During the Eucharistic Prayer, we, the faithful, have three acclamations: Holy,
Holy, Holy, the Memorial Acclamation. (for example, “When we eat this Bread and
Holy, Holy, Holy Kristopher W. Seaman
During the Eucharistic Prayer, we, the faithful, have three acclamations: Holy, Holy, Holy, the Memorial Acclamation (for example, “When we eat this Bread and drink this Cup, / we proclaim your Death, O Lord, / until you come again.”) and the great Amen at the end of the Eucharistic Prayer. These acclamations are part of the prayer, and together with the priest, we offer our praise and thanksgiving to God, through Christ Jesus and in the power of the Spirit. The Holy, Holy, Holy is an acclamation to the Preface that was just proclaimed by the priest. Typically, this Preface highlights the death and Resurrection of Christ who breaks bonds of sin in order to unite us with himself. The word Sanctus is Latin for “holy.” Hence, the name of this acclamation comes from the very first word, rather three words, of the text. Here is the text of the Sanctus: Holy, Holy, Holy Lord God of hosts. Heaven and earth are full of your glory. Hosanna in the highest. Blessed is he who comes in the name of the Lord. Hosanna in the highest. The text of the Holy, Holy, Holy in the revised translation of The Roman Missal has only one change, and that change is to the first line. We once sang, “Holy, Holy, Holy Lord, God of power and might.” Now, as we see above, the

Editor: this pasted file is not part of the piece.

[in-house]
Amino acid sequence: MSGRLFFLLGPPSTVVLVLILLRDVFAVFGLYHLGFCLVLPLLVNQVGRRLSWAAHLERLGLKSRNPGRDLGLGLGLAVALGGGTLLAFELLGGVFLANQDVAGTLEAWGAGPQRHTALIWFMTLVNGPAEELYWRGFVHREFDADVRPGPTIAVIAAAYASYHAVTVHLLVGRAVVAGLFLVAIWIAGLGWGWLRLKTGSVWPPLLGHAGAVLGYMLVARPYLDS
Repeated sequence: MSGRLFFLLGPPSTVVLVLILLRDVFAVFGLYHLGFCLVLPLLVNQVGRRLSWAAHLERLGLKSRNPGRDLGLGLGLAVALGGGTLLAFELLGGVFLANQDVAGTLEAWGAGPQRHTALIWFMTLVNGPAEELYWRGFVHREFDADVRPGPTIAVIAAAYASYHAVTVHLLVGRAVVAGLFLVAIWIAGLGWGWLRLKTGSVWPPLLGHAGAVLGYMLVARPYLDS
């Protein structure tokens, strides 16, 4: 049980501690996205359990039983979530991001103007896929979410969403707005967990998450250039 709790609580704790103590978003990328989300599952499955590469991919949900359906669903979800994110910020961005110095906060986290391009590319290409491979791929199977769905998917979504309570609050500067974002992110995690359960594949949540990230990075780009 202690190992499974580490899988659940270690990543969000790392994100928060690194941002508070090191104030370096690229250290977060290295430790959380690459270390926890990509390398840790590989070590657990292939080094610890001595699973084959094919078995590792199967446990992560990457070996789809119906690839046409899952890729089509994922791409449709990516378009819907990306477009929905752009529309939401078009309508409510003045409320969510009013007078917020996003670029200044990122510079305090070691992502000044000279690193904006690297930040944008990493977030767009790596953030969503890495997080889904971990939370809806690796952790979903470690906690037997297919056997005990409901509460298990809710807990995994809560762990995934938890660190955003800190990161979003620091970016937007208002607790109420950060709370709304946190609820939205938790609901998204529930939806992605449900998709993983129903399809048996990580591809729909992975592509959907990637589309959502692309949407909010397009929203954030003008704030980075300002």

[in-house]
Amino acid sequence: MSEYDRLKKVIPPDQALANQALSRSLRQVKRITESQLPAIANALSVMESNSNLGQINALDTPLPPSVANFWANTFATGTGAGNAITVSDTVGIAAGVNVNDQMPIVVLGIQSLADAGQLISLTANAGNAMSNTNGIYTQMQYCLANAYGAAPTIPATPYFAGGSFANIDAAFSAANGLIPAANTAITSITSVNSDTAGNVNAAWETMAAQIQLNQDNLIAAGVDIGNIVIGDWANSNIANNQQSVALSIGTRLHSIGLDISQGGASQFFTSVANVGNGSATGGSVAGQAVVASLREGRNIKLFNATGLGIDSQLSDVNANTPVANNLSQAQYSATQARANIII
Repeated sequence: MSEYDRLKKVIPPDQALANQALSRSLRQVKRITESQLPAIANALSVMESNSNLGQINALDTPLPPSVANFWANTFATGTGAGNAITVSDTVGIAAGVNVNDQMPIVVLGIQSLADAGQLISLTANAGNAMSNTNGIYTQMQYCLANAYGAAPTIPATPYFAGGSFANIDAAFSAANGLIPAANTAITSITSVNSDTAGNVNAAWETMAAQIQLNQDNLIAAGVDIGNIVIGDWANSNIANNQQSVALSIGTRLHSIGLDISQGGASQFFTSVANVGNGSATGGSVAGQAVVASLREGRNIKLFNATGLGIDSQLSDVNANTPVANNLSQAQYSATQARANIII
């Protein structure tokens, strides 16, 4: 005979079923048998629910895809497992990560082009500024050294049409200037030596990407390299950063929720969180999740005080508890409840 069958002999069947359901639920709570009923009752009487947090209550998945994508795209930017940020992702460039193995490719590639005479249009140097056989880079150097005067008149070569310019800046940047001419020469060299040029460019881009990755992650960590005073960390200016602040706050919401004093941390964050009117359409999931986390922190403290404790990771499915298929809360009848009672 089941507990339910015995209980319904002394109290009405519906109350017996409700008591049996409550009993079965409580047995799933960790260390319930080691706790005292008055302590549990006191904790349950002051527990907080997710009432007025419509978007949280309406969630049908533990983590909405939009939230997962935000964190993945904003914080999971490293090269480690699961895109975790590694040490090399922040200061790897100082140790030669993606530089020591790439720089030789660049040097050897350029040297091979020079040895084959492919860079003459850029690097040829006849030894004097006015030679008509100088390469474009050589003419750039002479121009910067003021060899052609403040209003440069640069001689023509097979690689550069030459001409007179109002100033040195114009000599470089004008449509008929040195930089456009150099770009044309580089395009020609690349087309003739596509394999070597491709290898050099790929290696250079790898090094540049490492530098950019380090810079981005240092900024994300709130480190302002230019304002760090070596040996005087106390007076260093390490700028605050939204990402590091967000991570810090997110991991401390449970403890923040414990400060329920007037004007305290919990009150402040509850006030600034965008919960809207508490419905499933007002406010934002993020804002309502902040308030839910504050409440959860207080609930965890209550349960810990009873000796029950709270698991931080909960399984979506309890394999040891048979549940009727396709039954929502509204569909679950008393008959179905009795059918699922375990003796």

translation is rendered, God of hosts. While the word “hosts” is a literal translation of the official Latin edition of The Roman Missal, it also opens up the interpretation beyond God being only for those who are mighty and powerful to a God who is of the hosts: God of heaven and earth. God’s dominion, reign, or kingdom stretches beyond our worldly understandings of power and might to a God who is God of all. Indeed, God is holy. Moreover, God’s holiness is tangible in heaven and on earth. This acclamation is one that not only the church on earth sings, but also the entire communion of saints. Heaven and earth unite in this great prayer of thanksgiving for the holiness of God who becomes tangible in the person of Jesus the Christ. The third and fifth lines are taken from the twentieth chapter of Matthew. “Hosanna in the highest.” The people proclaimed these words to Jesus as he rode on a donkey through the streets of Jerusalem. They waved palm branches and shouted praise to him as he processed with them. So, the Holy, Holy, Holy is not only a text about God’s greatness, but also an acclamation of who Christ is for us and with us. Christ “comes in the name of the Lord.” It is he who is also holy and deserving of our praise. It is Christ who would save us from sin by his death on the cross. God would raise him up to take away our sin so that we might be in communion with him and with one another.
Preparing Your Parish for the Revised Roman Missal: Homilies and Reproducibles for Faith Formation © 2011 Archdiocese of Chicago: Liturgy Training Publications, 3949 South Racine Avenue, Chicago IL 60609; 1-800-933-1800; www.LTP.org. Excerpts from the English translation of The Roman Missal © 1973, 2010, International Commission on English in the Liturgy Corporation (ICEL). All rights reserved. Photo © John Zich. This image may be reproduced for personal or parish use. The copyright notice must appear with the text. Published with Ecclesiastical Approval (Canon 823, 1).